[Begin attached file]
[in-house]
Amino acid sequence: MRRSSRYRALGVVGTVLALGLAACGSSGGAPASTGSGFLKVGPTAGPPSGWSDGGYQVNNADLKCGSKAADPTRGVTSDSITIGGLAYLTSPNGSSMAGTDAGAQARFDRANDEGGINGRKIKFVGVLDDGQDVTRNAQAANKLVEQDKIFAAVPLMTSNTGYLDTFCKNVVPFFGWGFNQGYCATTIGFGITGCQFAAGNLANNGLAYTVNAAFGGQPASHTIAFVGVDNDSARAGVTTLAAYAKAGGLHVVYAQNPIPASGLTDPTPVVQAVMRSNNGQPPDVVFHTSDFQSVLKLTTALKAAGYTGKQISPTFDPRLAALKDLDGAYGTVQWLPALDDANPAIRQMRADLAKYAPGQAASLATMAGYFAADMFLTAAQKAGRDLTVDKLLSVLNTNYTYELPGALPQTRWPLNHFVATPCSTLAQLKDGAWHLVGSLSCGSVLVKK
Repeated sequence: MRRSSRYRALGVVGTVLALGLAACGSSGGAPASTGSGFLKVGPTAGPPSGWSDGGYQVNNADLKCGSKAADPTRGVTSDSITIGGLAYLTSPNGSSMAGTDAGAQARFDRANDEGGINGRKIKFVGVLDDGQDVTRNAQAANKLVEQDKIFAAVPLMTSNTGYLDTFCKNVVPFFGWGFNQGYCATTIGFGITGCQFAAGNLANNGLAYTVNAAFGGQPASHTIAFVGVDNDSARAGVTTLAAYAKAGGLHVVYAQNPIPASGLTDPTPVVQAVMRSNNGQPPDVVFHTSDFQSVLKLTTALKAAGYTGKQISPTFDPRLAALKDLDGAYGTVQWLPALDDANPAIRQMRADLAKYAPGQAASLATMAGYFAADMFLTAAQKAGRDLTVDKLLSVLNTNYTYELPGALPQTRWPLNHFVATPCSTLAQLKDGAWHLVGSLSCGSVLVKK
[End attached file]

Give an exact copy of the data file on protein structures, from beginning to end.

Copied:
[in-house]
Amino acid sequence: MRRSSRYRALGVVGTVLALGLAACGSSGGAPASTGSGFLKVGPTAGPPSGWSDGGYQVNNADLKCGSKAADPTRGVTSDSITIGGLAYLTSPNGSSMAGTDAGAQARFDRANDEGGINGRKIKFVGVLDDGQDVTRNAQAANKLVEQDKIFAAVPLMTSNTGYLDTFCKNVVPFFGWGFNQGYCATTIGFGITGCQFAAGNLANNGLAYTVNAAFGGQPASHTIAFVGVDNDSARAGVTTLAAYAKAGGLHVVYAQNPIPASGLTDPTPVVQAVMRSNNGQPPDVVFHTSDFQSVLKLTTALKAAGYTGKQISPTFDPRLAALKDLDGAYGTVQWLPALDDANPAIRQMRADLAKYAPGQAASLATMAGYFAADMFLTAAQKAGRDLTVDKLLSVLNTNYTYELPGALPQTRWPLNHFVATPCSTLAQLKDGAWHLVGSLSCGSVLVKK
Repeated sequence: MRRSSRYRALGVVGTVLALGLAACGSSGGAPASTGSGFLKVGPTAGPPSGWSDGGYQVNNADLKCGSKAADPTRGVTSDSITIGGLAYLTSPNGSSMAGTDAGAQARFDRANDEGGINGRKIKFVGVLDDGQDVTRNAQAANKLVEQDKIFAAVPLMTSNTGYLDTFCKNVVPFFGWGFNQGYCATTIGFGITGCQFAAGNLANNGLAYTVNAAFGGQPASHTIAFVGVDNDSARAGVTTLAAYAKAGGLHVVYAQNPIPASGLTDPTPVVQAVMRSNNGQPPDVVFHTSDFQSVLKLTTALKAAGYTGKQISPTFDPRLAALKDLDGAYGTVQWLPALDDANPAIRQMRADLAKYAPGQAASLATMAGYFAADMFLTAAQKAGRDLTVDKLLSVLNTNYTYELPGALPQTRWPLNHFVATPCSTLAQLKDGAWHLVGSLSCGSVLVKK